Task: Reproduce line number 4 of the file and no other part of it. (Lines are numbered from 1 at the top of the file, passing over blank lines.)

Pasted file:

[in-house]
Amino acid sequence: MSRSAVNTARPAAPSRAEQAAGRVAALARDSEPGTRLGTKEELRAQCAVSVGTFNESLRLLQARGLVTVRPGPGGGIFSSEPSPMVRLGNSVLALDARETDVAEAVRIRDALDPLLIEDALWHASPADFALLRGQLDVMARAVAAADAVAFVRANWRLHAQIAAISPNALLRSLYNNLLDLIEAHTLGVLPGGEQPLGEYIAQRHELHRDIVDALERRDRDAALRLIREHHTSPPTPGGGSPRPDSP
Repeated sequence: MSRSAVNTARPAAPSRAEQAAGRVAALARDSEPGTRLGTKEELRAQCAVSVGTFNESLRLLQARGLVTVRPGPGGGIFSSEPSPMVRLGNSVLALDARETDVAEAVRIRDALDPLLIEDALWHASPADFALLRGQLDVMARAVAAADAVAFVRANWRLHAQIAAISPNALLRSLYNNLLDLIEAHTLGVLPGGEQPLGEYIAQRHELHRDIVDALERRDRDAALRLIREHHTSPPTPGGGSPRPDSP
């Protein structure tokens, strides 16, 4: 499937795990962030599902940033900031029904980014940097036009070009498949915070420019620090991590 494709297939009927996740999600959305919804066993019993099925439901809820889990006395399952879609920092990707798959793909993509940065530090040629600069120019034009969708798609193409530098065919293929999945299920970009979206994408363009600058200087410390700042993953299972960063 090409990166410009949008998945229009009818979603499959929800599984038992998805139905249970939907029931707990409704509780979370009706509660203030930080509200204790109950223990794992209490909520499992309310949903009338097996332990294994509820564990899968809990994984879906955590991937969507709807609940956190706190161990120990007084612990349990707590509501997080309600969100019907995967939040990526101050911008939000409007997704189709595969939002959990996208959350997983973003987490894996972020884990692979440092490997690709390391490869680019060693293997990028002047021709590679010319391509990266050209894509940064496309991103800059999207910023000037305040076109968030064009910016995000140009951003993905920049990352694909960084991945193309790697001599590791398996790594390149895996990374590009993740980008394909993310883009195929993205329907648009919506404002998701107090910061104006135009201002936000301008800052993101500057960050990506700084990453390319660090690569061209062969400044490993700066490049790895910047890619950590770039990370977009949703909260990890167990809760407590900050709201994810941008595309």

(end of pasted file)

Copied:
């Protein structure tokens, strides 16, 4: 499937795990962030599902940033900031029904980014940097036009070009498949915070420019620090991590 494709297939009927996740999600959305919804066993019993099925439901809820889990006395399952879609920092990707798959793909993509940065530090040629600069120019034009969708798609193409530098065919293929999945299920970009979206994408363009600058200087410390700042993953299972960063 090409990166410009949008998945229009009818979603499959929800599984038992998805139905249970939907029931707990409704509780979370009706509660203030930080509200204790109950223990794992209490909520499992309310949903009338097996332990294994509820564990899968809990994984879906955590991937969507709807609940956190706190161990120990007084612990349990707590509501997080309600969100019907995967939040990526101050911008939000409007997704189709595969939002959990996208959350997983973003987490894996972020884990692979440092490997690709390391490869680019060693293997990028002047021709590679010319391509990266050209894509940064496309991103800059999207910023000037305040076109968030064009910016995000140009951003993905920049990352694909960084991945193309790697001599590791398996790594390149895996990374590009993740980008394909993310883009195929993205329907648009919506404002998701107090910061104006135009201002936000301008800052993101500057960050990506700084990453390319660090690569061209062969400044490993700066490049790895910047890619950590770039990370977009949703909260990890167990809760407590900050709201994810941008595309």